RIO DE JANEIRO -- Rev. Sun Myung Moon, founder of the Unification Church – which owns real estate and other assets in Brazil thought to be worth nearly $250 million – is facing a major investigation here for alleged money laundering, tax evasion and abetting illegal immigration.
In addition, Moon's massive land acquisitions along national borders have raised concerns about regional security in South America. If prosecutors prove what they suspect is the real purpose of the church's activities there, their investigation could be the beginning of the end for Moon's vision of a new Eden on the continent.
Rev. Phillip Schanker, vice president of Moon's organization, the Family Federation for World Peace and Unification, USA, acknowledged the Brazilian crackdown, but told WorldNetDaily it was politically motivated and that there is no evidence to support the charges. In addition, he said, his organization is responsible for a great deal of philanthropy in the region, such as the donation of dozens of ambulances to local communities.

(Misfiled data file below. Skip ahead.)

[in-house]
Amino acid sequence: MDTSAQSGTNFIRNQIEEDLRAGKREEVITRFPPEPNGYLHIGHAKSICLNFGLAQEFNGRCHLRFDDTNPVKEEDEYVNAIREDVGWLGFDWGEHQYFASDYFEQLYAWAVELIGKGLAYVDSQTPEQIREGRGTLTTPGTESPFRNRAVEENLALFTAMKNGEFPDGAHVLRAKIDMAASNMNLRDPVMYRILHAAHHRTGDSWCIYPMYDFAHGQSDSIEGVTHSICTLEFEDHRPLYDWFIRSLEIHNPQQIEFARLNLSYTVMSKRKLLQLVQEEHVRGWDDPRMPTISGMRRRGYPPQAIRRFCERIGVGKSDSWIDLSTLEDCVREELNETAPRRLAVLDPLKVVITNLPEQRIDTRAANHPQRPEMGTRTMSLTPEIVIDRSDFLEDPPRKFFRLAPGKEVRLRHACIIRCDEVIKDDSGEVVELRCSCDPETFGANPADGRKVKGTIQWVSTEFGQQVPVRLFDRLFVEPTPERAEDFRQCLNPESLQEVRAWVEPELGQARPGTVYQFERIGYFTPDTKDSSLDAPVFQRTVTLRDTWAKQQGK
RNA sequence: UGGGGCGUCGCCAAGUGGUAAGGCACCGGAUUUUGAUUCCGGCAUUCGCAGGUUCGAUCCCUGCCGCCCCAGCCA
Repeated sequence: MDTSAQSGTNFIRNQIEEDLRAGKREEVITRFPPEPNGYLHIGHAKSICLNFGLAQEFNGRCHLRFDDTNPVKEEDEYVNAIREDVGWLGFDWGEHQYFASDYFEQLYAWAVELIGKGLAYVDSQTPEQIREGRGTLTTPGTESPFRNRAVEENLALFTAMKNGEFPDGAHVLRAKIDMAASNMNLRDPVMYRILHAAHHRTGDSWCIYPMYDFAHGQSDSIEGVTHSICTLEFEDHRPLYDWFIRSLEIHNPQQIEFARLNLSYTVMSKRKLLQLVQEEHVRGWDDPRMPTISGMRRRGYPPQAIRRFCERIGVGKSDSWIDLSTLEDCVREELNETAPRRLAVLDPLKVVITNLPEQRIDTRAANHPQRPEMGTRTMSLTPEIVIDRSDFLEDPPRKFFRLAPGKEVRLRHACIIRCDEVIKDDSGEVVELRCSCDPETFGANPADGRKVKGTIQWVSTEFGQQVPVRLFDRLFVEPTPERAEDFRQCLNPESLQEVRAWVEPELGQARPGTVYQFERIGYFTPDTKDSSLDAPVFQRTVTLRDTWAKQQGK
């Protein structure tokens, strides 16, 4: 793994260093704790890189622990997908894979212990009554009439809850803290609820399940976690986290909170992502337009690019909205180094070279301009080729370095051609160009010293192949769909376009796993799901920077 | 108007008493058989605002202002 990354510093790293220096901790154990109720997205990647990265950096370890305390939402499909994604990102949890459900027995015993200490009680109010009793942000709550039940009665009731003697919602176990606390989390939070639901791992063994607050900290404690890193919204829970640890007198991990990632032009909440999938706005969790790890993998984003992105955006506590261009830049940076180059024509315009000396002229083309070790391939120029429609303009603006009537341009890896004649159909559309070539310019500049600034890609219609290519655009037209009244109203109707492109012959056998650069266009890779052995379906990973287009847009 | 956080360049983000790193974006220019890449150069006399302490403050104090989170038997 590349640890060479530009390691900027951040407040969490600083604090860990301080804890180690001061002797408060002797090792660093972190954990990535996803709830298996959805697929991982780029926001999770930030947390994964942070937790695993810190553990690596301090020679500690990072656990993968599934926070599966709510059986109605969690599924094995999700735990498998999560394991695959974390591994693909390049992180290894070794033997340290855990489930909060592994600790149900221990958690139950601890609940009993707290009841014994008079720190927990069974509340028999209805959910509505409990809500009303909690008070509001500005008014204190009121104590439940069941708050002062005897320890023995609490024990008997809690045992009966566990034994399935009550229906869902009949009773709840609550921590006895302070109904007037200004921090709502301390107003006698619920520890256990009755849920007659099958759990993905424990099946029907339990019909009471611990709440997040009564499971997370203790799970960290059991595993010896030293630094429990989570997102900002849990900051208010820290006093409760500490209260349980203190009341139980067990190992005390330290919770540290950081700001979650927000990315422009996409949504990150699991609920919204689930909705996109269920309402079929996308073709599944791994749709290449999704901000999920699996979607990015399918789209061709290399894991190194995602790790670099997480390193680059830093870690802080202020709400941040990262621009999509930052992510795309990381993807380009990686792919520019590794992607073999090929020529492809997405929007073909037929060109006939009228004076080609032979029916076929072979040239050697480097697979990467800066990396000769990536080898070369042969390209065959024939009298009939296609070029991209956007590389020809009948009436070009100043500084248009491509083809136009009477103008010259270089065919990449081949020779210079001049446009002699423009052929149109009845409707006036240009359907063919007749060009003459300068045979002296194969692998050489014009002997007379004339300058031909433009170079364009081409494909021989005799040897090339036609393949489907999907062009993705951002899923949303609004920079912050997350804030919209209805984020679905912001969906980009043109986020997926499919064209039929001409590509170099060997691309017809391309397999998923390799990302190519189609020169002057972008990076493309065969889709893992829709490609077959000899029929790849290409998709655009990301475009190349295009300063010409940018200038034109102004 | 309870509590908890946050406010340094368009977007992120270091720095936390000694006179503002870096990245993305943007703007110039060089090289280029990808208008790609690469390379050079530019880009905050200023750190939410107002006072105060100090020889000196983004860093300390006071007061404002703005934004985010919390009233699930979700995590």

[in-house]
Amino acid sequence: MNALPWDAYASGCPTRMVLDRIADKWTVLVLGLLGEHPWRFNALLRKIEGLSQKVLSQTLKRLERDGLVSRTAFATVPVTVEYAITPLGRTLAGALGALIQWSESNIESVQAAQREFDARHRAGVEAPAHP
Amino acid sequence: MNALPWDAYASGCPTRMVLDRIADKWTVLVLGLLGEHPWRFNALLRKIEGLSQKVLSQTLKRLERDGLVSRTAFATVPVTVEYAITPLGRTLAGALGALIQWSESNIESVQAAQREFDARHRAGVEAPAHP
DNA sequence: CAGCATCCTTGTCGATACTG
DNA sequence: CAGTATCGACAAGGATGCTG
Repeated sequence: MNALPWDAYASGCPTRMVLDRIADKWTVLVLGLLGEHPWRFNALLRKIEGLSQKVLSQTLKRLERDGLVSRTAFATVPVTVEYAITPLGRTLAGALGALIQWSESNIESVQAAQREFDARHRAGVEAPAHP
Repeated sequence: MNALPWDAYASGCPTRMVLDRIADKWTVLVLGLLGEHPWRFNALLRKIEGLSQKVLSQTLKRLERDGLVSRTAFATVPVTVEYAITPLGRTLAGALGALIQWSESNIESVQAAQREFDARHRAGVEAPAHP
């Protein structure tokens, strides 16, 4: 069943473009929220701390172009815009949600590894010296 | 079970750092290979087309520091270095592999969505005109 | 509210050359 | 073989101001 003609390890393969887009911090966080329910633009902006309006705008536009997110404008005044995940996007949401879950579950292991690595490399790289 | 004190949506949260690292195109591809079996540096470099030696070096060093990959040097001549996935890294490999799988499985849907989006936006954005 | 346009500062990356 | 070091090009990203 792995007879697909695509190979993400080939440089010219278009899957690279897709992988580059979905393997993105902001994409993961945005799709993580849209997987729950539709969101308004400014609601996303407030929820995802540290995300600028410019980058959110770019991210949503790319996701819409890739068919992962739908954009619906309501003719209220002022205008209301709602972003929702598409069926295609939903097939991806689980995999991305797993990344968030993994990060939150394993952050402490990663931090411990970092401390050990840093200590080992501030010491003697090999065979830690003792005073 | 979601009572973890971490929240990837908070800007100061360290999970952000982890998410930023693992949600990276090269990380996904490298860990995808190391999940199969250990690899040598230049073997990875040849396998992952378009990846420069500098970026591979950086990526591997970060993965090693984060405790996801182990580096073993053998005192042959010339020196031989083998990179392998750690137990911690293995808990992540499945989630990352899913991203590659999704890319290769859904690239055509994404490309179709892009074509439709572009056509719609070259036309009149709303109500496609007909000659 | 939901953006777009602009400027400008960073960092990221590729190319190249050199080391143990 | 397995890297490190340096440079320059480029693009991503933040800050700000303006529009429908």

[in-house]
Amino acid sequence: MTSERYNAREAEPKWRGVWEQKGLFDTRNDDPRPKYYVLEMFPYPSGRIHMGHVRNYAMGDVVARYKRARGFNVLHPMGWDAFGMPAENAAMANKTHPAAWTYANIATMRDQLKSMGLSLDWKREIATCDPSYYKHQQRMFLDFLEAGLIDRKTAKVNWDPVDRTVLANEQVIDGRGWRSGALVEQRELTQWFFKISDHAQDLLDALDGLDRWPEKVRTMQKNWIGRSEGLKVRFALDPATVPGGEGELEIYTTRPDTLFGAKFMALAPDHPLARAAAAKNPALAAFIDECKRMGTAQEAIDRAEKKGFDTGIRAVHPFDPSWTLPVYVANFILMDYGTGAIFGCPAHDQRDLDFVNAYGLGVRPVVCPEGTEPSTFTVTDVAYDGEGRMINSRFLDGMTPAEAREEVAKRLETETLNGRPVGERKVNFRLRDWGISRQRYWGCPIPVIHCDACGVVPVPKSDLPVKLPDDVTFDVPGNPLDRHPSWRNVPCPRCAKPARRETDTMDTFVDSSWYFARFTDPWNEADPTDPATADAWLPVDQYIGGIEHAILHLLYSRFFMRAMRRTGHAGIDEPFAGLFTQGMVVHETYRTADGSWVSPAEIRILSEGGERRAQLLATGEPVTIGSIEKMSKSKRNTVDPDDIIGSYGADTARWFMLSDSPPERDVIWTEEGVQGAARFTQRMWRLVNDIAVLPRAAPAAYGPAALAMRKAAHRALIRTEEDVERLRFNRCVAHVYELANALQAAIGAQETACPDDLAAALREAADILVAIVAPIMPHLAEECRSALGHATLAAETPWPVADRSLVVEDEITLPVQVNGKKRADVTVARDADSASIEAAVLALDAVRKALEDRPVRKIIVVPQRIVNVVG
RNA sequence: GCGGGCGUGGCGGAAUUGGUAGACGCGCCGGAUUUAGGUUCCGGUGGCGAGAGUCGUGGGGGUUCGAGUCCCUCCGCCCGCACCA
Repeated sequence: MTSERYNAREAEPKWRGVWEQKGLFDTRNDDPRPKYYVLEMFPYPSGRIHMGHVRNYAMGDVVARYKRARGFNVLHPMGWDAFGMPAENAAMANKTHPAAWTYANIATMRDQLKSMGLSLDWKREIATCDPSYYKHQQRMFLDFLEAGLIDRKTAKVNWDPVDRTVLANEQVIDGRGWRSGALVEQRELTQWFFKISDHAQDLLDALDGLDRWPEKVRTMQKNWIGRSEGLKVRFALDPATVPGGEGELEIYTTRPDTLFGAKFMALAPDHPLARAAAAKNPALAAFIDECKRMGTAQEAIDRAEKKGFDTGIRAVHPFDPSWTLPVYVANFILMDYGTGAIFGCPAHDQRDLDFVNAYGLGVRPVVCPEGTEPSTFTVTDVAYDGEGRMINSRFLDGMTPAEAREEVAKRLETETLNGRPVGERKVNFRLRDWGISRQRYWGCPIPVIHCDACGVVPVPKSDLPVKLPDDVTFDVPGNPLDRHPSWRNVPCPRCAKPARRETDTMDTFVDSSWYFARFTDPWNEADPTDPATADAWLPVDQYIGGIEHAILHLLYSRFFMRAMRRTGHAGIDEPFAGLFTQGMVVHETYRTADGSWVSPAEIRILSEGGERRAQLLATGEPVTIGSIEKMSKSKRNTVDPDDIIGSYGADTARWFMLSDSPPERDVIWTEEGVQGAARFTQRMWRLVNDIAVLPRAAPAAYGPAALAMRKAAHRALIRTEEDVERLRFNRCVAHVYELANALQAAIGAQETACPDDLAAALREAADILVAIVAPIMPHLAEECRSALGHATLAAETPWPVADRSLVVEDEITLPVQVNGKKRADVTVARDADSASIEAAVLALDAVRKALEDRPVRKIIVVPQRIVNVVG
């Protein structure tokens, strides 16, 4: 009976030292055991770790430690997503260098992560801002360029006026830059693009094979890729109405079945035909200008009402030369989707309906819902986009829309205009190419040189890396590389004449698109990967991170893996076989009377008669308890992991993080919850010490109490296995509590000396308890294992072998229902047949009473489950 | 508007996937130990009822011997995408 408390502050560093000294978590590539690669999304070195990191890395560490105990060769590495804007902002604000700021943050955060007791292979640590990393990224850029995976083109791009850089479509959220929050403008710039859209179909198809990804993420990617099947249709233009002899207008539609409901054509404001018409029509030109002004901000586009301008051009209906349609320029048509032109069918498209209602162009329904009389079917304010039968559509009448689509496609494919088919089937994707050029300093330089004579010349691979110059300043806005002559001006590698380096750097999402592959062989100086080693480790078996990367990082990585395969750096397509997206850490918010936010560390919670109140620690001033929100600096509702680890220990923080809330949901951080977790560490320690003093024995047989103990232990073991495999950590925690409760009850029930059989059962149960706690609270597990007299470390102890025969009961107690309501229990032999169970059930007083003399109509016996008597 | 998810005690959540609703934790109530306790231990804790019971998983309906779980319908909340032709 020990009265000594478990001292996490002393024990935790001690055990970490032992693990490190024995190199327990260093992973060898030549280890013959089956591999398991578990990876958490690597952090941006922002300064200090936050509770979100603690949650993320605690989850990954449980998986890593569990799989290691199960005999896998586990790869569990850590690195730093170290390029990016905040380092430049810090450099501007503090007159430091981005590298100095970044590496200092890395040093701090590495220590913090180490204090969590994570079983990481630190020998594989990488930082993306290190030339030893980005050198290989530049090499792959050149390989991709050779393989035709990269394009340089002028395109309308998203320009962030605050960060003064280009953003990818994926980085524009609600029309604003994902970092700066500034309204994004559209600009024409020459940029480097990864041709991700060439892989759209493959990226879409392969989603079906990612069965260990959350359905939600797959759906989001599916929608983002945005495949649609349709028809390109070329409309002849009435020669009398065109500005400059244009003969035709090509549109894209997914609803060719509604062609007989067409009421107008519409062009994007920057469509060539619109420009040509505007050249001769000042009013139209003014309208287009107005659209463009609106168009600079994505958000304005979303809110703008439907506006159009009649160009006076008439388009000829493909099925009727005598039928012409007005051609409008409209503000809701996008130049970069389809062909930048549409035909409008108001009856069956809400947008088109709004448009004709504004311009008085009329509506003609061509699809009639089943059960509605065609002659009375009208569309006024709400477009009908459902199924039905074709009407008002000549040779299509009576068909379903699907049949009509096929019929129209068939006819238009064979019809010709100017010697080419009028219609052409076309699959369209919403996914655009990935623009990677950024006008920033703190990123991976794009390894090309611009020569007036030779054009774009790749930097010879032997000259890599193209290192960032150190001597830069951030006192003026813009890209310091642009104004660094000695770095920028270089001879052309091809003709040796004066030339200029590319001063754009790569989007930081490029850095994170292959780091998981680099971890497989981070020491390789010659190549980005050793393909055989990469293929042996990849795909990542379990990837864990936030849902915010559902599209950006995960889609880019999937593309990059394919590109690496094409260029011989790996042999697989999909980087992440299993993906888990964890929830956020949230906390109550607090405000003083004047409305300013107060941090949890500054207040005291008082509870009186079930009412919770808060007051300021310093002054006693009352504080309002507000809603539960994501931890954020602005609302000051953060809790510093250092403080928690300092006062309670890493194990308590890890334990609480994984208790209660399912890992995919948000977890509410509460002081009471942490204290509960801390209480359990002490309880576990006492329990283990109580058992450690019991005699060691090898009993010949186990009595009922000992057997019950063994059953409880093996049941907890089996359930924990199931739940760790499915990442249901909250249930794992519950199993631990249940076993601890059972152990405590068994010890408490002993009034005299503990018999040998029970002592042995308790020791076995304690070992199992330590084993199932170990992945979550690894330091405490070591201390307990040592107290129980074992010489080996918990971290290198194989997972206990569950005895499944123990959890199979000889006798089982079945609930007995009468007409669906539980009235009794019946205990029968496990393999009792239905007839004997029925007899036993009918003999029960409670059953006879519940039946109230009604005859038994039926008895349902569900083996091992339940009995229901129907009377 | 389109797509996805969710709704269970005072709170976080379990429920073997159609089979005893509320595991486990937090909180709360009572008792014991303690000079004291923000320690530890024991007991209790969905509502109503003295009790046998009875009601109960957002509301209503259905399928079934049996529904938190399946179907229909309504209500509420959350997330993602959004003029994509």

The church's far-flung empire includes several media properties, including The Washington Times and Insight magazine, the World and I magazine, and more recently, United Press International.
Paradise for believers
Over the last decade, the Family Federation for World Peace, Moon's organization, has bought land in South America that Moon himself has estimated at close to 1.2 million hectares.
Much of that territory includes the sprawling New Hope Farm, a paradisical but largely idle plantation larger than some countries, extending across the Brazilian border into Paraguay and Bolivia. According to Moon, the fertile lands and mineral resources in the region are "big enough to feed one or two hundred million people."
The charges against Moon's organization arose after a former employee, Korean translator Jae Sik Kim, complained to the Labor Ministry late last year that he had been cheated out of his salary. His testimony, which included charges of fraud, sparked a police investigation in December that has rapidly accelerated after years of growing government unease over Moon's activities, culminating in a massive search and seizure operation last week.
According to a Federal Police statement, "although formally established in the country as a philanthropic entity, the (Family Federation for Unification and World Peace) has developed a diversified program, generating ... a high level of doubt about its true objectives."